Because This Is What Our World Is Like

Posted on

Jesus came into this world full of pain, suffering and death in order to bring God’s healing and saving power into our lives.  He became one of us so that his gifts of light and life might fill our world with strength and hope and joy.  He came into our world to wake us up to life and to one another and to the bonds of love and mercy that are meant to join us together in holy friendship and community.

1st Sunday of Christmas

Hebrews 2:10-18

Matthew 2:13-23

December 29, 2013

Peder Stenslie

I hope all of you have had a blessed Christmas.  I know, of course, that the oft repeated wish to “have a merry Christmas” is easier for some than others.  We have a sense of how things should be at Christmastime.  There should be family present… good food on the table… warm and friendly conversation… lots of good food… and a general atmosphere of peace and happiness.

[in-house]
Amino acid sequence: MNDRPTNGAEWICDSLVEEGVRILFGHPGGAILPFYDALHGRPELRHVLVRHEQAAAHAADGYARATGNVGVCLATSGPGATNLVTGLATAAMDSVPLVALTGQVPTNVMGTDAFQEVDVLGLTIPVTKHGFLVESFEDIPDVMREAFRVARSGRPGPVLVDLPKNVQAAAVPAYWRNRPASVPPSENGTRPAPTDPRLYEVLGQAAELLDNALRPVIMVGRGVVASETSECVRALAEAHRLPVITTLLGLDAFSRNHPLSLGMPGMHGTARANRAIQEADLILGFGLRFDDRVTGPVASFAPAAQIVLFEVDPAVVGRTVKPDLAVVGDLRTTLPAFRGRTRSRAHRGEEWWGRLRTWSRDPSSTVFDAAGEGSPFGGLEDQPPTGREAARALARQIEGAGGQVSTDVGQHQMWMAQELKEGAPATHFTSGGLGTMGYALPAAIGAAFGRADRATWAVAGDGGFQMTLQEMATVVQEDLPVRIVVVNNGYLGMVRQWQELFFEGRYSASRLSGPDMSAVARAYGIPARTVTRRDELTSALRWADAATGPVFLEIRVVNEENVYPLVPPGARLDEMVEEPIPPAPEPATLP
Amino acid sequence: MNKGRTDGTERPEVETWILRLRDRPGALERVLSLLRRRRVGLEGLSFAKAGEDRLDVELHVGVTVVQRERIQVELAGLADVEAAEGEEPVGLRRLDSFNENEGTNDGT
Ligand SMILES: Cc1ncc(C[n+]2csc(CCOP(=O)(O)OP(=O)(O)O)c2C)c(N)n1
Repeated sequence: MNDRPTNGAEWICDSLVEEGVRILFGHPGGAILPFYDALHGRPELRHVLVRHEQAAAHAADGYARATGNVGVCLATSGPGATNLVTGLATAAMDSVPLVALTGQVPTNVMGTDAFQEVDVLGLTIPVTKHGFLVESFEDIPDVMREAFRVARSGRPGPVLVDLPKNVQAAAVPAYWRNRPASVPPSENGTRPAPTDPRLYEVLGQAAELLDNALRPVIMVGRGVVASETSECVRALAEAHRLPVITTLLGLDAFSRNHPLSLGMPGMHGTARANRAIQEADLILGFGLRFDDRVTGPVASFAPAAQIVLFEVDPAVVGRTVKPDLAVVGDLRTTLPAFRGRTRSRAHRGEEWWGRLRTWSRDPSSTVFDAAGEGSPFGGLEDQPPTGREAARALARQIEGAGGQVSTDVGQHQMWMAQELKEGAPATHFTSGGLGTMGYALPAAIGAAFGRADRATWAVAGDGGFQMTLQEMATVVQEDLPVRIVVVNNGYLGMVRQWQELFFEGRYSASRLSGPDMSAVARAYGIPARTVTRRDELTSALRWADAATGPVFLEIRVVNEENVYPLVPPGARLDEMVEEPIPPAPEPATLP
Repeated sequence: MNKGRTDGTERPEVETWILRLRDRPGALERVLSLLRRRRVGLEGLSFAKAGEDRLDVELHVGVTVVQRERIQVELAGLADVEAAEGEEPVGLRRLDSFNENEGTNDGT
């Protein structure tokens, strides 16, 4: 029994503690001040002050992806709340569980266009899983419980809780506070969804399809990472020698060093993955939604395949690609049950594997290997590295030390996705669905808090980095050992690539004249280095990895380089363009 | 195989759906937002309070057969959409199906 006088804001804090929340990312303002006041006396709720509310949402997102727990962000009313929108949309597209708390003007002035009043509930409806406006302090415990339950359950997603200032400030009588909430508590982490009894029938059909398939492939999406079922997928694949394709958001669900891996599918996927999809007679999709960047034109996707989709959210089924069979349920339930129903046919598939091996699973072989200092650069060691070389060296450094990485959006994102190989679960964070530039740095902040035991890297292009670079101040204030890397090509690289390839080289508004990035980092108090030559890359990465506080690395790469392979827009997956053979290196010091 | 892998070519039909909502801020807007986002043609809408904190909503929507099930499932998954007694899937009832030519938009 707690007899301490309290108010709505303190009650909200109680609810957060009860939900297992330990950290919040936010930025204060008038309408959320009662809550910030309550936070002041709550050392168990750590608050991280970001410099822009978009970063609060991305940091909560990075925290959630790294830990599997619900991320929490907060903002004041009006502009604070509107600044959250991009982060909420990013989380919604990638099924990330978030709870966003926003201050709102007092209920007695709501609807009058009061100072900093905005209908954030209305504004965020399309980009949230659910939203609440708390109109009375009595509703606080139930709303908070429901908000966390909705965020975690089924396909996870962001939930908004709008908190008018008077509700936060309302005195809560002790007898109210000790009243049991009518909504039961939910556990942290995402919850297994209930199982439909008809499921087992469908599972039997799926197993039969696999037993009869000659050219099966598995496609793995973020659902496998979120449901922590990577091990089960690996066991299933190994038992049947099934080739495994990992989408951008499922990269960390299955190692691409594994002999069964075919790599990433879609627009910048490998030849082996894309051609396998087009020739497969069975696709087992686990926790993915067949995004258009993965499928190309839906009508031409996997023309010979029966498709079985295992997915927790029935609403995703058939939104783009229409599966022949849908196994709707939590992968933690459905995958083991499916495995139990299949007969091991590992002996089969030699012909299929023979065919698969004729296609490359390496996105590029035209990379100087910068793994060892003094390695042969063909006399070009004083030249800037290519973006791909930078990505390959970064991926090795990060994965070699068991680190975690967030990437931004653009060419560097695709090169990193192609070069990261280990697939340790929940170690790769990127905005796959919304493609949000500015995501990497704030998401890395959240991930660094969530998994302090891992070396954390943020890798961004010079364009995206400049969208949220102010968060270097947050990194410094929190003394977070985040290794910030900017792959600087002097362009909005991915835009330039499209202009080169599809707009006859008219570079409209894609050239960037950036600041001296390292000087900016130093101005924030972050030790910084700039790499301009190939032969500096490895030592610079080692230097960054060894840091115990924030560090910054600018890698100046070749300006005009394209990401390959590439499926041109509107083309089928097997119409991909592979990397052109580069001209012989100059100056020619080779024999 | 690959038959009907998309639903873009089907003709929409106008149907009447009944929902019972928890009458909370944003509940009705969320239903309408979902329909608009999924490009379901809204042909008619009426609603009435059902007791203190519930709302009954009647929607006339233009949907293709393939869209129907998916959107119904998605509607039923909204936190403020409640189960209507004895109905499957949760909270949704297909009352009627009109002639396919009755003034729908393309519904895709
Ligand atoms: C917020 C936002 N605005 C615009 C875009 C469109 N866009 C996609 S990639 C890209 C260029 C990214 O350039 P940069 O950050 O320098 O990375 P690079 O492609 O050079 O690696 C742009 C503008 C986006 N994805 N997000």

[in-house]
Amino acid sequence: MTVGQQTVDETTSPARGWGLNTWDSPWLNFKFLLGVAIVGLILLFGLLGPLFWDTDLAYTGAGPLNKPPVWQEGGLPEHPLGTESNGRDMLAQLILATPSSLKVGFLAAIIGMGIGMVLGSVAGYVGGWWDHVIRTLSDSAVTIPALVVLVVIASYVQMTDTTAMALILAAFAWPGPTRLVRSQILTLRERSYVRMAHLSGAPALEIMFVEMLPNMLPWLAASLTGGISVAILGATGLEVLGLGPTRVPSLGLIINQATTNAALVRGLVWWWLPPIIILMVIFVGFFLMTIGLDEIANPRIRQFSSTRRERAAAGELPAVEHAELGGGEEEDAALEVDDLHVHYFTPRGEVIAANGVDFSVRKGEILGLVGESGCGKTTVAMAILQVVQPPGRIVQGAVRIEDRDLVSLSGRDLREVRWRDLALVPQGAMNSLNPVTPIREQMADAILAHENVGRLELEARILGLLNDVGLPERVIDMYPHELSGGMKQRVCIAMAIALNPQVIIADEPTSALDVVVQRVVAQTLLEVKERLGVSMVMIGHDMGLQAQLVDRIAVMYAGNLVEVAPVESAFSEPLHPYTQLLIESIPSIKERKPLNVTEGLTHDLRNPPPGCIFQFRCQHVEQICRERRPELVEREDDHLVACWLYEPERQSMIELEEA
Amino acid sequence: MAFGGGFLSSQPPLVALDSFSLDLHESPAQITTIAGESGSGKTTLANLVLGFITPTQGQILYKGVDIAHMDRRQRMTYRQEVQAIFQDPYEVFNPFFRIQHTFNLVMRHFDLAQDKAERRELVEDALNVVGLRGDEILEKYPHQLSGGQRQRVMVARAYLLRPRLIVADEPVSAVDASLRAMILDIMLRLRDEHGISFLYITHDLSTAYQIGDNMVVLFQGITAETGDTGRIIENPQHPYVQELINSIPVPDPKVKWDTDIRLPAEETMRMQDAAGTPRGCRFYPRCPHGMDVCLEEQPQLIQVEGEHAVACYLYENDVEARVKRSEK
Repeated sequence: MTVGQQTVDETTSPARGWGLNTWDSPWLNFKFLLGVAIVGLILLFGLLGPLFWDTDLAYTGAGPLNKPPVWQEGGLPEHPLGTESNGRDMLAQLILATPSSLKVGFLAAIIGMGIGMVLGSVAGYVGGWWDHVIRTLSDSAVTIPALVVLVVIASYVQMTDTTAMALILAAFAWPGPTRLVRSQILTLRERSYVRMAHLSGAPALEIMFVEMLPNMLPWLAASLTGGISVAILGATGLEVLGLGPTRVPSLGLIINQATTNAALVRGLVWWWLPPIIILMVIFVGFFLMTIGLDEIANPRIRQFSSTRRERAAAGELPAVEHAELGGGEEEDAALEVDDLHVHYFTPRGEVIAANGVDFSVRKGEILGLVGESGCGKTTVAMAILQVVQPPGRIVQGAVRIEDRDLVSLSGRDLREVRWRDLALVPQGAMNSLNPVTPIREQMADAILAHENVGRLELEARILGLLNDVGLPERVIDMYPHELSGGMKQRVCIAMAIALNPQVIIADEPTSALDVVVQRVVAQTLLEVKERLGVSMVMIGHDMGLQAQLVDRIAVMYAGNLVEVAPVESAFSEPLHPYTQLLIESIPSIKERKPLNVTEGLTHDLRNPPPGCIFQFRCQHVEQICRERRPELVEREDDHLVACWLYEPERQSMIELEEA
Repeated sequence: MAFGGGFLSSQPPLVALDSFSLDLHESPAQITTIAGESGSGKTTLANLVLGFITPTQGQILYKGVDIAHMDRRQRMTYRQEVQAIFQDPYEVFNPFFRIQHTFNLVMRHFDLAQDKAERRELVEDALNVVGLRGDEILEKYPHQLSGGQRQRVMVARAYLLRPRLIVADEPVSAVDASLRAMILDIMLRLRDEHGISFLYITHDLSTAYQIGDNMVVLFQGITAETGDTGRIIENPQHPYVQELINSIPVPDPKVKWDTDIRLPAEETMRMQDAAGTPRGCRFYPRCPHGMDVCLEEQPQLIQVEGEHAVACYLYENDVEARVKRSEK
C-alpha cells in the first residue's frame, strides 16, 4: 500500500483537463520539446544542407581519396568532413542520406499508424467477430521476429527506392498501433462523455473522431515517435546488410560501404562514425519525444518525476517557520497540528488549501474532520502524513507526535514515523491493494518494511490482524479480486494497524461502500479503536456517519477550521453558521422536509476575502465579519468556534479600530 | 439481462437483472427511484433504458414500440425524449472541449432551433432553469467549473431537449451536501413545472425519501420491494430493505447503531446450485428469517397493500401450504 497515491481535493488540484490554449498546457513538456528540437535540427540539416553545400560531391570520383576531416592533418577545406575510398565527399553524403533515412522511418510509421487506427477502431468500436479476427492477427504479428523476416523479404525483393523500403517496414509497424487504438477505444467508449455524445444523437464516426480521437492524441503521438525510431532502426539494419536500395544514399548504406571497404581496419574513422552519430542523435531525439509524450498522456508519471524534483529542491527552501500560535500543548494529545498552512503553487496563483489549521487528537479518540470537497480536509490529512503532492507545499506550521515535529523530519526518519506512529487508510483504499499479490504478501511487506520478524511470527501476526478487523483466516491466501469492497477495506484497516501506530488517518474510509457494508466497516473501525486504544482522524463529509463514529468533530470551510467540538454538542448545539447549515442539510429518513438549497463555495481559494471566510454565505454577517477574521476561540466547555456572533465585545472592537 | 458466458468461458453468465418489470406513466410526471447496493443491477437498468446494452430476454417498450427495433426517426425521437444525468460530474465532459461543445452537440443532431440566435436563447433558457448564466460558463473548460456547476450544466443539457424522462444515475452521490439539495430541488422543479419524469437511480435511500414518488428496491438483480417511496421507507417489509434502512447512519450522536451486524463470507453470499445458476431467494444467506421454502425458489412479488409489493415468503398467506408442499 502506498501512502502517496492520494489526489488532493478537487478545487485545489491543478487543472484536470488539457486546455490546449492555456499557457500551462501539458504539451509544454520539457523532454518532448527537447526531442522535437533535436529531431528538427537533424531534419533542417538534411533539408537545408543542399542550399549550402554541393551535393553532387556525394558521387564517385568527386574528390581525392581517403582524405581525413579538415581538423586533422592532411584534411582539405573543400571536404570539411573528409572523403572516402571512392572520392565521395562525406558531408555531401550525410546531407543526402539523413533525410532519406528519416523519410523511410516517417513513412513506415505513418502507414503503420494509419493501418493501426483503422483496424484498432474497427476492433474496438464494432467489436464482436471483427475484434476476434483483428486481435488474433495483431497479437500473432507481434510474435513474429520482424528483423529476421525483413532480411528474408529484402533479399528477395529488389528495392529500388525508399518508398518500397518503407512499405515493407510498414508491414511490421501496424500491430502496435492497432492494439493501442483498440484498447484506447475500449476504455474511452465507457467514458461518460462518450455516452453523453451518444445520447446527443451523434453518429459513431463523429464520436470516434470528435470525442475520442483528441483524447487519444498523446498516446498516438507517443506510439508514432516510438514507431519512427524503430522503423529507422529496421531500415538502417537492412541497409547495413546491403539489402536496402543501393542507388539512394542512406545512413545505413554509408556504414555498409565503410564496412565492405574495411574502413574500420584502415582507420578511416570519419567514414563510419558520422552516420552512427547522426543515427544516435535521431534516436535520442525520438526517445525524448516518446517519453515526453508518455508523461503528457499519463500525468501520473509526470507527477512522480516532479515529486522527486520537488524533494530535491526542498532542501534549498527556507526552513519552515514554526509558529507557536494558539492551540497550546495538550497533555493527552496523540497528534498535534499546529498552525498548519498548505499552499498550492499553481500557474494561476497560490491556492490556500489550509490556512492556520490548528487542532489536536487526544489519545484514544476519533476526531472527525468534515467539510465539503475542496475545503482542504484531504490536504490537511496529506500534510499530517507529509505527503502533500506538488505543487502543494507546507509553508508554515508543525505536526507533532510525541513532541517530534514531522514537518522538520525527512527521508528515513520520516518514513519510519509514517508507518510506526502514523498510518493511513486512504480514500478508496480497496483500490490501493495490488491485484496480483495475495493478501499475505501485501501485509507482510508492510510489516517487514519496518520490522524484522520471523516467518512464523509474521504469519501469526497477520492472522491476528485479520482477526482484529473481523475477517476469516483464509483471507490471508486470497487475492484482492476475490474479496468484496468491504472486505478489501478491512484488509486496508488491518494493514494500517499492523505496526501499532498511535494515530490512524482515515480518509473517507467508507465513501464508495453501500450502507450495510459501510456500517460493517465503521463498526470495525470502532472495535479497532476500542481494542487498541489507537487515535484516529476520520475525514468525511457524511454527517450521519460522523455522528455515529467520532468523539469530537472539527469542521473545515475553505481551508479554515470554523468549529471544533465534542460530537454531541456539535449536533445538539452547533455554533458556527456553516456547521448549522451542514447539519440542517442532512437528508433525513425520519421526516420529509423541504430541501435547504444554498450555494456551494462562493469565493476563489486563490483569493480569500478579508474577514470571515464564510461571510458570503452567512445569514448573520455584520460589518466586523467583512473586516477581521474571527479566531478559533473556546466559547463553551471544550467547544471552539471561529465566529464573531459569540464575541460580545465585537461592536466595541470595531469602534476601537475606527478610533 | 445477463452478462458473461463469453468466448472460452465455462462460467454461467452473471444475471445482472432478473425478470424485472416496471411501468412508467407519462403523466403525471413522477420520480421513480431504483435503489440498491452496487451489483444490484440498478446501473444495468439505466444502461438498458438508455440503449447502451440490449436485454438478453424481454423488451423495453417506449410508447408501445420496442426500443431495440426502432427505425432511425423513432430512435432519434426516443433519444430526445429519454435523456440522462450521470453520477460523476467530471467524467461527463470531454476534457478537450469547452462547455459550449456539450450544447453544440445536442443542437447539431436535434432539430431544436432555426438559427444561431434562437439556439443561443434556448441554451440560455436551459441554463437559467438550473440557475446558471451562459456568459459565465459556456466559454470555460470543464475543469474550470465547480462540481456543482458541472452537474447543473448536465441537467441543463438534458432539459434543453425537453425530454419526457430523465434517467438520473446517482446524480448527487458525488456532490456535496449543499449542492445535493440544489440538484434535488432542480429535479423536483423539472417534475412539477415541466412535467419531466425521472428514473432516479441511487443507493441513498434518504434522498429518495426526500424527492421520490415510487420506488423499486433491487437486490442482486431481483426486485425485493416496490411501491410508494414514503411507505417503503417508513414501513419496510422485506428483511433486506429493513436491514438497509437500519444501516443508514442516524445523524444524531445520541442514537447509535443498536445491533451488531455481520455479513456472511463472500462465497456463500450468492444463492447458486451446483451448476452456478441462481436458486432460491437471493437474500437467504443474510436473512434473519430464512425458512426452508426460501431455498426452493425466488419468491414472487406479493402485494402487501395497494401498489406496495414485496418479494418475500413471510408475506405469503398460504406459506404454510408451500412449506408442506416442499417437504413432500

That expectation can make it hard for you students who are incarcerated here.  You are away from home, family and friends.  You are confined to your cottage while the world around you celebrates.  You are left alone to wonder, “What does the future hold for me?”  It can be hard to connect with the popular image of Christmas… it can be hard to have a merry Christmas… in a situation like that.

Others of you have felt this week painful losses that you have suffered over the past years.  Images or memories of how Christmas is “supposed to be” or how it “used to be” can evoke very painful thoughts and feelings.  It can be very hard to find or feel Christmas joy.  It can be hard to have a merry Christmas.